Battling dust

How to find where all that dust comes from and what to do about it
By Hannah McKenzie
Battling dust

Q:My house is extremely dusty despite frequent cleaning. Is there something about my house that makes it dustier than other homes? What can I do to make this better?

A:My parents would point to furry indoor pets as the culprits. I disagree. You can keep your furry friends and still drastically improve the dust problem.

Assuming that no one smokes inside your home and your weekly cleaning regime already includes vacuuming, mopping, dusting with a damp rag, and washing your and your pet’s bedding, your vacuum cleaner or house may be the problem.

Vacuum cleaners

Vacuum cleaners do a great job sucking up marbles, socks and dog fur but many of them blow pet dander, dust mite feces, and other fine particulates out through the joints in the vacuum and through the exhaust.

Essentially the vacuum cleaner could be sucking up undesirable dust and blowing it back into your home.
The airborne dust slowly resettles on hard surfaces making it look like you didn’t recently clean. A vacuum cleaner with a HEPA filter will reduce the amount of dust exhausted. Choose a vacuum that has minimally leaky joints by feeling for air blowing out of the joints. Look for gaskets and sturdy construction, interview sales people and read reviews. A high-quality vacuum cleaner may be more of an investment, but you should find yourself vacuuming and dusting less often.

HVAC systems

Another culprit of dust in your home may be your heating and cooling system.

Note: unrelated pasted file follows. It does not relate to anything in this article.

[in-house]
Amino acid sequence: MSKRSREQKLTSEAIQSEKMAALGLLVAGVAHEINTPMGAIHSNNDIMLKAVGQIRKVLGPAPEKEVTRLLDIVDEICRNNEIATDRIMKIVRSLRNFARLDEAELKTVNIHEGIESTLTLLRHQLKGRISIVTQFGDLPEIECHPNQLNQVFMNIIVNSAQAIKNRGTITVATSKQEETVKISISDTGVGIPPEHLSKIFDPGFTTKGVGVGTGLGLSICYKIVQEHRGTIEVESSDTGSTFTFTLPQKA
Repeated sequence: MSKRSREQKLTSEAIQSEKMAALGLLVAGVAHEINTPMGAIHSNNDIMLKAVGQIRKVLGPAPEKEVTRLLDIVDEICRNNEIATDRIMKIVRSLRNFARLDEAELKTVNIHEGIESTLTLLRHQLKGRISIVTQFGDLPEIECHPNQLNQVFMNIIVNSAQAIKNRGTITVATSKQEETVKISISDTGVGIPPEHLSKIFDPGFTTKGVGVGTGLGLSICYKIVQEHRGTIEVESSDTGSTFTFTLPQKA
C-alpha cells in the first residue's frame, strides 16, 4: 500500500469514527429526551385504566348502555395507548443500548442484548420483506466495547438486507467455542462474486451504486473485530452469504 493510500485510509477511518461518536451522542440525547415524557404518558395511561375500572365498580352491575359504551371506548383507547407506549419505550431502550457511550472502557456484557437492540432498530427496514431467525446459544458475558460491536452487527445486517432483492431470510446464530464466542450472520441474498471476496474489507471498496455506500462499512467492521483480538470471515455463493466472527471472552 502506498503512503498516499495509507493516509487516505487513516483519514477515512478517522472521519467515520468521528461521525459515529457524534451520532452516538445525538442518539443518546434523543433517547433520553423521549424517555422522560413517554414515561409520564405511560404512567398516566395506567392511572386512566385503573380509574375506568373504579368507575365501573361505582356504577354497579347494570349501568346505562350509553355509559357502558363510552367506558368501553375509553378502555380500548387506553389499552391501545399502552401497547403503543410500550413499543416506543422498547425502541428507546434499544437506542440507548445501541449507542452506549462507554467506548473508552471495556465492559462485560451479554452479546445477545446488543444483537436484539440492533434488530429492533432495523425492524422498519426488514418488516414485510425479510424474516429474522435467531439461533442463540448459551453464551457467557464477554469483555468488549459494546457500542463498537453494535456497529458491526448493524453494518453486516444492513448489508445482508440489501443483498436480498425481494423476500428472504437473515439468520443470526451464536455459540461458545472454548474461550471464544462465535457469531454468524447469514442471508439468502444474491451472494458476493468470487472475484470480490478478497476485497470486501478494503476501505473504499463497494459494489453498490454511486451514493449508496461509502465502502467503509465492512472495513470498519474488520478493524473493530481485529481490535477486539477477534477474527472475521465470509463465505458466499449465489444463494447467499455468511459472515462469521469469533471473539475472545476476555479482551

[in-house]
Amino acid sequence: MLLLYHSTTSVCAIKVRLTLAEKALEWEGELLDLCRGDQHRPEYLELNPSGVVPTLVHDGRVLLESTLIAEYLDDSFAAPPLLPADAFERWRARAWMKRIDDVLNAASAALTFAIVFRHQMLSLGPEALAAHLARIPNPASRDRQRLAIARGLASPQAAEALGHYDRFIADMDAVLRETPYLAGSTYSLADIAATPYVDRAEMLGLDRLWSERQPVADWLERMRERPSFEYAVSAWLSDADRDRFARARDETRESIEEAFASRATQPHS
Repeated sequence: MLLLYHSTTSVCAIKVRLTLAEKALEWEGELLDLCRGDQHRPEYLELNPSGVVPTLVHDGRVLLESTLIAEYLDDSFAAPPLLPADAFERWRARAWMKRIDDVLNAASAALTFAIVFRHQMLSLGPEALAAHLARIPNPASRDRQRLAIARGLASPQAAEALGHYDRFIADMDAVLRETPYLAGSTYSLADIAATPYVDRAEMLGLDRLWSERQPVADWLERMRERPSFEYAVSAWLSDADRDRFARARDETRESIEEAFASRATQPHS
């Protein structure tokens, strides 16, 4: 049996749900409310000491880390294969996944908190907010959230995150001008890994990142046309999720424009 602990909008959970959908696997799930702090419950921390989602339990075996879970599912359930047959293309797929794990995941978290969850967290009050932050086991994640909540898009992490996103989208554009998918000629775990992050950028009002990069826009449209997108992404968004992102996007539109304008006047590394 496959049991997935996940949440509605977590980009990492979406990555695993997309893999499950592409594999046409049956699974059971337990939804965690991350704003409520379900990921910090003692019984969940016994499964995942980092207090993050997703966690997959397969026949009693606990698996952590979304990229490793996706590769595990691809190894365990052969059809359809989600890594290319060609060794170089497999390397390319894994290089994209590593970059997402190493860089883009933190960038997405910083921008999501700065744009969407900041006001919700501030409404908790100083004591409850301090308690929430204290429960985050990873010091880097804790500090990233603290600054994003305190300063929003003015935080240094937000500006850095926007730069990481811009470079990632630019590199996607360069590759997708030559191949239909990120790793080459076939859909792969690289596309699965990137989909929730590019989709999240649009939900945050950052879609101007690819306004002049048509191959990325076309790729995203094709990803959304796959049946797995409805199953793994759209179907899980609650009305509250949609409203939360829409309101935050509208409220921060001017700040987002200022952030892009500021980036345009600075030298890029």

Air filters should be checked monthly and changed at least every three months. A filthy air filter will cause the system to suck dust from the attic or crawlspace into the duct system. Keep in mind that the main purpose of the air filter is to protect your HVAC system from dust. Catching airborne cat fur is a secondary benefit.

Dust caked on or around the air supply grills is a tell-tale sign that the duct system can be improved. This dust can be from inside your ducts or from around the hole that connects the duct to the ceiling or floor. You can do an initial improvement by removing the grill and caulking where the metal “boot” touches the ceiling or floor. Once the caulk has dried, put the grill back in place. This upgrade will stop some of the insulation and dust from the attic or crawlspace from being blown into your home.

If excess dust persists, consider hiring an HVAC contractor to seal the existing duct joints and seams with a sealant called “mastic” that comes in a bucket. Small gaps in the ducts can suck dust into the HVAC system and then blow it into your home. An added benefit of duct sealing is noticeable energy savings and improved comfort. Homes built using the 2012 North Carolina Residential Code or earning the Energy Star already meet stringent duct sealing standards.

Other ideas

There could be other unique sources of dust around your home. Be a sleuth and look for areas with lots of dust to try and figure out the source

Other simple solutions include using door mats outside and walk-off mats inside entry doors. Try not wearing your shoes inside. As much as possible, minimize the number of carpeted floors. Carpet holds dust despite the best vacuum cleaners. And, you can also bathe your dog regularly to cut down on dirt and dander.
As a last resort, bathe the cats. (Just kidding!)

If your vacuum cleaner and home have been improved and the dust persists, we can start to consider air filtration systems. More on that next month.

About the Author

Hannah McKenzie is a residential building science consultant at Advanced Energy in Raleigh who specializes in working with nonprofit developers like Habitat for Humanity to make new affordable housing energy efficient.

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